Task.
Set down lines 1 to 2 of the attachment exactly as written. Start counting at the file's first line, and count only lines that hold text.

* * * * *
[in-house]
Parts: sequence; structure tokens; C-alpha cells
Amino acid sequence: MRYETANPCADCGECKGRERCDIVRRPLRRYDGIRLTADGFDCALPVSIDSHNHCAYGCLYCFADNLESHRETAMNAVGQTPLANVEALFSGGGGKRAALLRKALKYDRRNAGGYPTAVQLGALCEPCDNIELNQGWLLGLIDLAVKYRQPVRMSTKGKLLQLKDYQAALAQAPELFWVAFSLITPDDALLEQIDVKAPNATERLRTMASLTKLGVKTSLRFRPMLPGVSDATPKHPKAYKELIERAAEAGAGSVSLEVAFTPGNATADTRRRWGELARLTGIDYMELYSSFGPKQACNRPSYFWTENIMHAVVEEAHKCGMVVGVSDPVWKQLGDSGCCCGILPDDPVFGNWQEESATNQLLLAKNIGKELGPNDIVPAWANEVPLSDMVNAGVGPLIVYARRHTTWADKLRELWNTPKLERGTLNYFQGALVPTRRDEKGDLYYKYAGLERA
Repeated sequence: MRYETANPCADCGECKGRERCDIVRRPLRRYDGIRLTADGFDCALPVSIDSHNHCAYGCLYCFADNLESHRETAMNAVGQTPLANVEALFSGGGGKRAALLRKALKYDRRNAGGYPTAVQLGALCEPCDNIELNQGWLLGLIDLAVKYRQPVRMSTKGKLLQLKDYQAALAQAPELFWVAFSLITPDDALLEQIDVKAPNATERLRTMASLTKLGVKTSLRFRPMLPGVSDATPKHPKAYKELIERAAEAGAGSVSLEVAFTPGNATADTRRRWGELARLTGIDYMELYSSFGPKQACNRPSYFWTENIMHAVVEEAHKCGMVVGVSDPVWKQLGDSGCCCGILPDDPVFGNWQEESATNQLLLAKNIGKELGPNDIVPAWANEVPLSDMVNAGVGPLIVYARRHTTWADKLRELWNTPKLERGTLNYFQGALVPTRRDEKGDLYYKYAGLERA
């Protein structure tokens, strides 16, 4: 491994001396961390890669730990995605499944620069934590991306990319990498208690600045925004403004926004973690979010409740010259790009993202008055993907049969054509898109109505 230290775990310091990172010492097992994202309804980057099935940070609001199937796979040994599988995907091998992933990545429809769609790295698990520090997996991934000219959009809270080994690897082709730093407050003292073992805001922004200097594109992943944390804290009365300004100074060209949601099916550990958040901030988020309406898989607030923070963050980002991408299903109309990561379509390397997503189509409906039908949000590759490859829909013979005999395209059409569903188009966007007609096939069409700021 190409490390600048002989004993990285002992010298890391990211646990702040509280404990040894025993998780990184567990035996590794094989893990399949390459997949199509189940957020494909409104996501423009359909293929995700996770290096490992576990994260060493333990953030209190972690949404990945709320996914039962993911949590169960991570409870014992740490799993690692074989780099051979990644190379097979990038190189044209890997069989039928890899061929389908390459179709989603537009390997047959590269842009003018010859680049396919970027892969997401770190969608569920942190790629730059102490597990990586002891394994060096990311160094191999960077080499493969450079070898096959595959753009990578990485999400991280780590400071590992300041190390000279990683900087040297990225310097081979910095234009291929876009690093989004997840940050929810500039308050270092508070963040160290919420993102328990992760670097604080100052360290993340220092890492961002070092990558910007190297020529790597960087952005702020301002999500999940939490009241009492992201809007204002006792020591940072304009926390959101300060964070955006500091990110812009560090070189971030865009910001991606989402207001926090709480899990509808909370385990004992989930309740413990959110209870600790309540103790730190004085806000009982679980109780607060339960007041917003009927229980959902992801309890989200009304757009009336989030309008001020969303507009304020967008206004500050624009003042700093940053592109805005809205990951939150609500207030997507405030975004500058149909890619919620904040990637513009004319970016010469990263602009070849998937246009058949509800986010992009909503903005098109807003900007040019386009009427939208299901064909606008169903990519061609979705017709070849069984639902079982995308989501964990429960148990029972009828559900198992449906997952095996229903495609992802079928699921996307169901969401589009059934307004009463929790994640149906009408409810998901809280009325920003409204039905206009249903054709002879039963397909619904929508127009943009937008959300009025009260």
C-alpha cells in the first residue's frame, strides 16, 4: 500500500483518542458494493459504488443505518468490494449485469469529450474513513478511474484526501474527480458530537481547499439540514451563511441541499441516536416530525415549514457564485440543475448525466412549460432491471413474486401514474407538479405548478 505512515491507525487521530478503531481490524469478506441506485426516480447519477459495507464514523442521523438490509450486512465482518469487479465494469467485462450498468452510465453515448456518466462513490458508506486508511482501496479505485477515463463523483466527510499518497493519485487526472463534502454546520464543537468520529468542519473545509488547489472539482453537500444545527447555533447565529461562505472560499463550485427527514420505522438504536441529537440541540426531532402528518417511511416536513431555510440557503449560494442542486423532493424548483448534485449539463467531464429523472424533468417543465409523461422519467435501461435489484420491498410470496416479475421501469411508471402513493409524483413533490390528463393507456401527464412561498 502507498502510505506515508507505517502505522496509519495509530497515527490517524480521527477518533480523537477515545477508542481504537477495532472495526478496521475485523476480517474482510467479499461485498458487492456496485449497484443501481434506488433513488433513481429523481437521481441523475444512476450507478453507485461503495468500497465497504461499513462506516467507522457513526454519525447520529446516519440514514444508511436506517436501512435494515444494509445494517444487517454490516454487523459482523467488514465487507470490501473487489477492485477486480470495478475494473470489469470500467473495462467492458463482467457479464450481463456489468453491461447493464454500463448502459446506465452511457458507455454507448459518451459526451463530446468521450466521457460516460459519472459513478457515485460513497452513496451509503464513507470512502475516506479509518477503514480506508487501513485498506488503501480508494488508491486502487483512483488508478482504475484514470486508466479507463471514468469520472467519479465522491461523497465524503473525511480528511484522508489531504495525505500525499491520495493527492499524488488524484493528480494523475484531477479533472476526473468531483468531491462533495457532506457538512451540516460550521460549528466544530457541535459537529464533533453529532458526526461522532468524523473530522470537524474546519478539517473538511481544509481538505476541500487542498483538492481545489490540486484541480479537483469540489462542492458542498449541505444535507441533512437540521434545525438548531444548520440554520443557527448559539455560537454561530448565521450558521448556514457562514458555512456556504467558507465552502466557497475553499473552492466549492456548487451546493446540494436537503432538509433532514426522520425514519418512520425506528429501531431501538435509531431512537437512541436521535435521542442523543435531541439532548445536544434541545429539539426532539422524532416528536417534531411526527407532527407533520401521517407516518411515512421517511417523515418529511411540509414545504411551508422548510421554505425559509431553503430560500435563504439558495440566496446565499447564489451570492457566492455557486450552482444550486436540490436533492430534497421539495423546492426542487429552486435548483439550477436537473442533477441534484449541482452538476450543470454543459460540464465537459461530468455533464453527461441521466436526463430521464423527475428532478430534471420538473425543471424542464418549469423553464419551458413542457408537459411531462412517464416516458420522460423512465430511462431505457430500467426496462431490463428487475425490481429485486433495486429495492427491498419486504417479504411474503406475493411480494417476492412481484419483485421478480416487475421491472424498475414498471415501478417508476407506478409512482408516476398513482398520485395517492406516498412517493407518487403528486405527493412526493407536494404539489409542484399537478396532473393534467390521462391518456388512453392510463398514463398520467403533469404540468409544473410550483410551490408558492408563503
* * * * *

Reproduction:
[in-house]
Parts: sequence; structure tokens; C-alpha cells